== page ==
21 February 2009

WPI: Financial Analysis through December 2008

Watson Pharmaceuticals recently announced earnings for the quarter that ended on 31 December 2008.  This post provides the GCFR analysis for this period, which was the fourth quarter of the fiscal year.

To update the GCFR gauges, we had to make a few assumptions because the Balance Sheet in Watson's press release omitted some details, including those characterizing inventory, current liabilities, and stockholder's equity.  We will recompute the gauge scores when complete financial statements and notes become available in the company's 10-K filing.

Watson Pharmaceuticals, Inc. (NYSE: WPI) develops, manufactures, and sells generic and, to a lesser extent, branded pharmaceutical products.  Watson also distributes products made by other companies.
As a result of Watson's acquisition of Andrx in late 2006, generics are now responsible for three times as much Revenue as branded products.  Watson's management may have deliberately increased their generic drug exposure to take advantage of the large number of branded pharmaceutical products that have, or will soon, lose their patent protection.

Watson recently purchased the rights to 15 drugs that were divested, to resolve antitrust concerns, when Teva Pharmaceutical Industries Ltd (NASDAQ: TEVA) acquired Barr Pharmaceuticals, Inc. (NYSE: BRL).

Three months ago, the GCFR Overall Gauge of Watson Pharmaceuticals slipped a couple of points, to 57 of the 100 possible points.  Our initial and updated analysis reports on the third quarter of 2008 explained the score in some detail.

Of the four individual gauges that drive the composite score, Profitability was strongest and Growth was weakest in the September quarter.

Net Income in the third quarter more than doubled.  While growing Revenue certainly helped, a large amount of this improvement can be explained by the resolution of a tax audit and by a gain of $8.25 million on the sale of Watson's 50-percent interest in Somerset Pharmaceuticals to Mylan Labs (NYSE: MYL).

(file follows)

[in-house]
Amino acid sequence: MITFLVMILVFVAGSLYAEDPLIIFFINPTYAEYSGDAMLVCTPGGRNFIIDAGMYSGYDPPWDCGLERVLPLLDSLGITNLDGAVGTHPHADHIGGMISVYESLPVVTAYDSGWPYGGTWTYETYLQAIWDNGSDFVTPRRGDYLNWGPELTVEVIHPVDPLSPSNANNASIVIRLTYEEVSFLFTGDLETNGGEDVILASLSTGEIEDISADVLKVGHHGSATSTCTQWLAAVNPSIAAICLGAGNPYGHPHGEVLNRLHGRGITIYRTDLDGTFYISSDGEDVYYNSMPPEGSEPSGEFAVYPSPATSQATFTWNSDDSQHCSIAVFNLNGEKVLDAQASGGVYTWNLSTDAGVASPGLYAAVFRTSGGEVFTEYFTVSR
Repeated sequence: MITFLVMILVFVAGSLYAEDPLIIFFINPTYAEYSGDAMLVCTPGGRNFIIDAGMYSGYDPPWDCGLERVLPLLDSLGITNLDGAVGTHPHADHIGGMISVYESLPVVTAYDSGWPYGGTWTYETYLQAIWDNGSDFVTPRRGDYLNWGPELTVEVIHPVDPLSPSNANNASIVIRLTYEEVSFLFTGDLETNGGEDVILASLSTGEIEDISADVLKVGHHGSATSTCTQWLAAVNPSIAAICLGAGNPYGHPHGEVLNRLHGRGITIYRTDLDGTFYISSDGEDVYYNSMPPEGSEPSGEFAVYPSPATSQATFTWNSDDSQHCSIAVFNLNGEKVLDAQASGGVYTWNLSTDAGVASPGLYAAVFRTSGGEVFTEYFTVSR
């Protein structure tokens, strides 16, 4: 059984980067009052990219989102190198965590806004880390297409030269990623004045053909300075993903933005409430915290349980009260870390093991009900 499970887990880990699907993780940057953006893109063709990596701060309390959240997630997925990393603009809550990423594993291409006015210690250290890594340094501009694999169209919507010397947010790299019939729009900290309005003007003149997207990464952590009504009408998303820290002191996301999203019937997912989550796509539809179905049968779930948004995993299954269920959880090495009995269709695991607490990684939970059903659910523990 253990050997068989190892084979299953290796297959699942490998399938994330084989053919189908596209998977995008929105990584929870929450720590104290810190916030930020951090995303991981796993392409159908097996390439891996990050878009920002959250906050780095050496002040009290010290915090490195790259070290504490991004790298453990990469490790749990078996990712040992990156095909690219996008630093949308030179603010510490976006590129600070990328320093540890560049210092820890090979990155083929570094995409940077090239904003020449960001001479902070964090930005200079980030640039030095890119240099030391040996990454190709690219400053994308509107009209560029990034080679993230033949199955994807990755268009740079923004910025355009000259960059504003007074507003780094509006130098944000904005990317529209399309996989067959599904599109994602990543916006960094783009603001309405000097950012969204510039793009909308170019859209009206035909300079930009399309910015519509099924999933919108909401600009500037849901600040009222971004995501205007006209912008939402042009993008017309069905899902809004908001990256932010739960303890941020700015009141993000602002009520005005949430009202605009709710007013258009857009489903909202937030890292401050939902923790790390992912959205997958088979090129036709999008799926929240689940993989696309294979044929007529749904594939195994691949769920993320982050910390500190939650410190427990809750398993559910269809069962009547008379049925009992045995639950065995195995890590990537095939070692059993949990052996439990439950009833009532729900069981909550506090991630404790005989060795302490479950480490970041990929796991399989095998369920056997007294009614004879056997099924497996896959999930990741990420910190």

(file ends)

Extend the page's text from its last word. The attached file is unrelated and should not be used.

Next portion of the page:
Now, with the available data for the December quarter, our gauges display the following scores:

  • Overall: 56 of 100 (down from 57)

Before we examine the factors that affected each gauge, we will compare the latest quarterly Income Statement to our previously announced expectations.

Please note that the table format below, which we use for all analyses, can and often does differ in material respects from company-used formats. A common difference is the classification of income and expenses as Operating and Non-Operating. The standardization is simply for convenience and to facilitate cross-company comparisons.


Watson's Revenue in the quarter was 2.9 percent more than in the year-earlier quarter.  While this growth rate might seem a little tepid, Revenue was actually a little higher, 1.6 percent to be specific, than our $635 million target.  Revenue for the full year was $2.54 billion, up 1.6 percent from 2007.  The annual results were consistent with management's guidance.

The Distribution segment exhibited the greatest Revenue growth, at 13 percent, in the fourth quarter.  The robust rate was attributed to new product launches. 

The Cost of Goods Sold was 58.3 percent of Revenue, which translates into a Gross Margin of 41.7 percent.  The actual margin in the fourth quarter was more profitable than the 40.0 percent we expected and also the 40.5 percent Gross Margin in the December 2007 quarter.  The increase is probably because generics were a smaller proportion of the product mix.

Depreciation and Amortization was slightly less than our $20.2 million target.  For the year, Depreciation and Amortization totaled $80.7 million, just a little bit more than the company's $80 million guidance.

The company spent 7.4 percent of Revenue on Research and Development (R&D).  The expense was a rather substantial 19 percent more than our prediction, which was based on Watson's guidance to expect R&D expenses of $160 million in 2008.  The company actually invested $170 million on R&D in 2008.